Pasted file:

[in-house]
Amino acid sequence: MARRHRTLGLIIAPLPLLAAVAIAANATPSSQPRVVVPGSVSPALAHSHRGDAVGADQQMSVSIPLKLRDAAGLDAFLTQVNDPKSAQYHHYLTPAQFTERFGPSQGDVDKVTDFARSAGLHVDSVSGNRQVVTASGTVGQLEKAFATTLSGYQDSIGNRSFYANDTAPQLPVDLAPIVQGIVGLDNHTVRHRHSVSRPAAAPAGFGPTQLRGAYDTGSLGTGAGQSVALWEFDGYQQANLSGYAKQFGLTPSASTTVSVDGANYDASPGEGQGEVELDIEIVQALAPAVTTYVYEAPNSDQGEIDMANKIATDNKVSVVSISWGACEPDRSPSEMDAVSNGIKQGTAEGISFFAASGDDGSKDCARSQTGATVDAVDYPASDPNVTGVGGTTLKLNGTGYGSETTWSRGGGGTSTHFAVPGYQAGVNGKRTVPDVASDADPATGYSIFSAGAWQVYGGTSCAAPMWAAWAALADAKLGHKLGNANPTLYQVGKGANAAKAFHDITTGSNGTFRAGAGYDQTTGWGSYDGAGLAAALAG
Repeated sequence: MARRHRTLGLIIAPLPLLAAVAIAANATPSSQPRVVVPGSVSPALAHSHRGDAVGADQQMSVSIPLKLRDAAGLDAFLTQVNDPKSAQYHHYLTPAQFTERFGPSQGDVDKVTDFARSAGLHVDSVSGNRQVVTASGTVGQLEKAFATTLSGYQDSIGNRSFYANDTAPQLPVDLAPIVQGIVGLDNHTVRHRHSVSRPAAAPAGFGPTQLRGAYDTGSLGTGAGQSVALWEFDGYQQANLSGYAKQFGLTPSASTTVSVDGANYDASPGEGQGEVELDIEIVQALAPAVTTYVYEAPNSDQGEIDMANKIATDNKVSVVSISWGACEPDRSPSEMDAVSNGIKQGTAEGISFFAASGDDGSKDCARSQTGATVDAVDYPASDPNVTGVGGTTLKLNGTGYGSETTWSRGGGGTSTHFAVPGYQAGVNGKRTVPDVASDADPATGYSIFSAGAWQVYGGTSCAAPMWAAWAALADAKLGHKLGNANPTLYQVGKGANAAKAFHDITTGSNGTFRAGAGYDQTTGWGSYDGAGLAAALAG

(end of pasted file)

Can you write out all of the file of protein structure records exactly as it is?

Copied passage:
[in-house]
Amino acid sequence: MARRHRTLGLIIAPLPLLAAVAIAANATPSSQPRVVVPGSVSPALAHSHRGDAVGADQQMSVSIPLKLRDAAGLDAFLTQVNDPKSAQYHHYLTPAQFTERFGPSQGDVDKVTDFARSAGLHVDSVSGNRQVVTASGTVGQLEKAFATTLSGYQDSIGNRSFYANDTAPQLPVDLAPIVQGIVGLDNHTVRHRHSVSRPAAAPAGFGPTQLRGAYDTGSLGTGAGQSVALWEFDGYQQANLSGYAKQFGLTPSASTTVSVDGANYDASPGEGQGEVELDIEIVQALAPAVTTYVYEAPNSDQGEIDMANKIATDNKVSVVSISWGACEPDRSPSEMDAVSNGIKQGTAEGISFFAASGDDGSKDCARSQTGATVDAVDYPASDPNVTGVGGTTLKLNGTGYGSETTWSRGGGGTSTHFAVPGYQAGVNGKRTVPDVASDADPATGYSIFSAGAWQVYGGTSCAAPMWAAWAALADAKLGHKLGNANPTLYQVGKGANAAKAFHDITTGSNGTFRAGAGYDQTTGWGSYDGAGLAAALAG
Repeated sequence: MARRHRTLGLIIAPLPLLAAVAIAANATPSSQPRVVVPGSVSPALAHSHRGDAVGADQQMSVSIPLKLRDAAGLDAFLTQVNDPKSAQYHHYLTPAQFTERFGPSQGDVDKVTDFARSAGLHVDSVSGNRQVVTASGTVGQLEKAFATTLSGYQDSIGNRSFYANDTAPQLPVDLAPIVQGIVGLDNHTVRHRHSVSRPAAAPAGFGPTQLRGAYDTGSLGTGAGQSVALWEFDGYQQANLSGYAKQFGLTPSASTTVSVDGANYDASPGEGQGEVELDIEIVQALAPAVTTYVYEAPNSDQGEIDMANKIATDNKVSVVSISWGACEPDRSPSEMDAVSNGIKQGTAEGISFFAASGDDGSKDCARSQTGATVDAVDYPASDPNVTGVGGTTLKLNGTGYGSETTWSRGGGGTSTHFAVPGYQAGVNGKRTVPDVASDADPATGYSIFSAGAWQVYGGTSCAAPMWAAWAALADAKLGHKLGNANPTLYQVGKGANAAKAFHDITTGSNGTFRAGAGYDQTTGWGSYDGAGLAAALAG